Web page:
Our department will provide reimbursement of membership dues: up to one membership per year for students in years 1-3 and up to two memberships per year for students in years 4+. Please submit the Membership Dues Reimbursement Application and receipts to the Assistant Director of Student Services. Students can either submit reimbursement for one membership at a time or both at once.
Stanford Global Studies Internship Program
In collaboration with EALC, the Stanford Global Studies (SGS) Internship Program is now open to EALC graduate students. Preference for internship positions in East Asia is given to EALC graduate students. Students are only eligible to accept an SGS internship if they do not have any incomplete grades in existing courses. The overall base stipend of $5,500-$6,500 is provided by the host organization, the program, or both. Internships available will be announced by SGS every Autumn with application deadlines in early February. For more information, please contact globalinternships [at] stanford.edu (globalinternships[at]stanford[dot]edu).
At Home Abroad (AHA) House Language Tables
At Home Abroad (AHA) House is an intellectual and cultural crossroads where upperclass students will engage in interactive, transcultural learning and acquire the tools necessary to confront the complexity of our contemporary world. Building on the legacies of Stanford houses that hosted language tables in various foreign languages, AHA House is a vibrant, diverse community that offers students an opportunity to explore languages and cultures beyond the English-speaking world, with graduate students from EALC leading language tables in Chinese and Japanese. We welcome any and all students interested in creating a space for conversations about East Asian films, music, food, and international issues.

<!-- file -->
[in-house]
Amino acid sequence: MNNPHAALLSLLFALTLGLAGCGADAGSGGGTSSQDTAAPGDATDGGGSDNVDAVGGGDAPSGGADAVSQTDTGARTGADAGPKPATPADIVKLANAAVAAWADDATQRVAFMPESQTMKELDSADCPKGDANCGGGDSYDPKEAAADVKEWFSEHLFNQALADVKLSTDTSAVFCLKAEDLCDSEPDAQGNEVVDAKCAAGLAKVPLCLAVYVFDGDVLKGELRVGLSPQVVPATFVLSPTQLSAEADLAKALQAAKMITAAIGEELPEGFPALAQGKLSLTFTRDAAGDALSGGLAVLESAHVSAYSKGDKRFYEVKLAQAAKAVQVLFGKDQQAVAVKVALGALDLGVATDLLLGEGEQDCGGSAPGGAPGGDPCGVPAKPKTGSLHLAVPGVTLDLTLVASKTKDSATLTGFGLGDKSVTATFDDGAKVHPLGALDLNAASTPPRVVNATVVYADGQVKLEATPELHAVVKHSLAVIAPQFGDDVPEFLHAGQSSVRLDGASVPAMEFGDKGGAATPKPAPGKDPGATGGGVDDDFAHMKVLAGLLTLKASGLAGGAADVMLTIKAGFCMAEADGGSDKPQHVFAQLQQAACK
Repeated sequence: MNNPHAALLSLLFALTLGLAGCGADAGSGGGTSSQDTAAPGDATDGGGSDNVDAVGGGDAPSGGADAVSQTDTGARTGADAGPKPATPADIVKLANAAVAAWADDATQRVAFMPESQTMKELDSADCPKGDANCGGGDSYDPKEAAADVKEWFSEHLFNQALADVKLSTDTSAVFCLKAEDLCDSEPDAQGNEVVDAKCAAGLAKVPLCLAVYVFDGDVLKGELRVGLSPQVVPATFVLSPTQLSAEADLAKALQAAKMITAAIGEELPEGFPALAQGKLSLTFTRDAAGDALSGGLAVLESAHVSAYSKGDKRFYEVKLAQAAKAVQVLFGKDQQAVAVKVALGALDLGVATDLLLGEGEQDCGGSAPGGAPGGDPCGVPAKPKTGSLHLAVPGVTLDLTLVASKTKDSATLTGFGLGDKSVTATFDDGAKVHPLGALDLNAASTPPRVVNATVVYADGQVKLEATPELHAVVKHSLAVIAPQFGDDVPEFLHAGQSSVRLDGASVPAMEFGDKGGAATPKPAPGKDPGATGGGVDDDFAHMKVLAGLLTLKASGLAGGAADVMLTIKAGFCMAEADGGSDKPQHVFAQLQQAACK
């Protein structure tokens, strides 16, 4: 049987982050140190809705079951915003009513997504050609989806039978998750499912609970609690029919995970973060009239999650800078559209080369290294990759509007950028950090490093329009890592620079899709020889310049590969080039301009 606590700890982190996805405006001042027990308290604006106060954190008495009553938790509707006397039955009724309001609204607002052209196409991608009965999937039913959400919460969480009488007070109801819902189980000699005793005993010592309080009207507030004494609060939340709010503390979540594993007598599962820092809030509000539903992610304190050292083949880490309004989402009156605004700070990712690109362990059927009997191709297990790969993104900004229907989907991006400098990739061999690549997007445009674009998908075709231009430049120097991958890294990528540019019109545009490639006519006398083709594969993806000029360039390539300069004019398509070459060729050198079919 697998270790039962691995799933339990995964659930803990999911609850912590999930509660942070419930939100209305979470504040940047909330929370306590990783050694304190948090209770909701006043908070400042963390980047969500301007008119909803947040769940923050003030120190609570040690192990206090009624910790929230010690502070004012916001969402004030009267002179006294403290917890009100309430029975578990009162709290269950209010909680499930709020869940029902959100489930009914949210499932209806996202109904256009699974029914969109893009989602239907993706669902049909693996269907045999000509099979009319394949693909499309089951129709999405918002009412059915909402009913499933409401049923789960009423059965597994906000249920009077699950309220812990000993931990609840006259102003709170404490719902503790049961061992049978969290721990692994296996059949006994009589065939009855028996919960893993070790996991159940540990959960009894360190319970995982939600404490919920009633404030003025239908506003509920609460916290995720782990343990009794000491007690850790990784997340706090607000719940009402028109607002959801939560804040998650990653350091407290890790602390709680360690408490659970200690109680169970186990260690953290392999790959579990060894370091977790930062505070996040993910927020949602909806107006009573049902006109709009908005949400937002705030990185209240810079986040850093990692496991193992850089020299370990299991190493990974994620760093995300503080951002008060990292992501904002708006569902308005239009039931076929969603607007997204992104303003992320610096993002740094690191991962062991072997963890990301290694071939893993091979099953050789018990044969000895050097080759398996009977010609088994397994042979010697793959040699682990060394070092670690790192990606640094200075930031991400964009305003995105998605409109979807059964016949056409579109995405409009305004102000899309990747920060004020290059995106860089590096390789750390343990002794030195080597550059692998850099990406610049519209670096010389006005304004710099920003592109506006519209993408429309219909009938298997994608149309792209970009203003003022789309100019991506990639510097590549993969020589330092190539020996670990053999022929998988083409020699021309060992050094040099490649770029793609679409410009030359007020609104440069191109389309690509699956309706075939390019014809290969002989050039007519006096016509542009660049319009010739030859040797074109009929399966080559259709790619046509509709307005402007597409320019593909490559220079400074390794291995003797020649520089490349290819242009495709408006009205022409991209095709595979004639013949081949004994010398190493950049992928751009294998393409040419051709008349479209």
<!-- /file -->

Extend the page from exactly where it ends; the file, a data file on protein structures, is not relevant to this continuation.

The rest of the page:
Through activities including film series, seminars, cooking classes, language tables, resident-led events, off-campus outings, and meetings with faculty, artists, and scholars from all over the world, residents will have a chance to broaden their awareness and understanding of the incredible range of experiences, ideas, and non-English idioms that each house resident brings.
AHA House, also known as Yost House/Dorm, is located in Governor's Quad and sits on the west end of Stanford's sprawling campus. Situated next to Lake Lagunita, it offers great access to the outdoors, easy routes to the main academic areas of campus, and a vibrant neighborhood atmosphere.
Additional Stanford Funding Opportunities
Center for East Asian Studies (CEAS)
CEAS provides limited funding opportunities for undergraduate and graduate students with an interest in East Asian Studies. Upon arrival, graduate students should sign up for the CEAS weekly events e-newsletter. This will keep you up-to-date on events about China, Japan, and Korea all over campus. Various funding opportunities are listed on their Prizes and Fellowships website.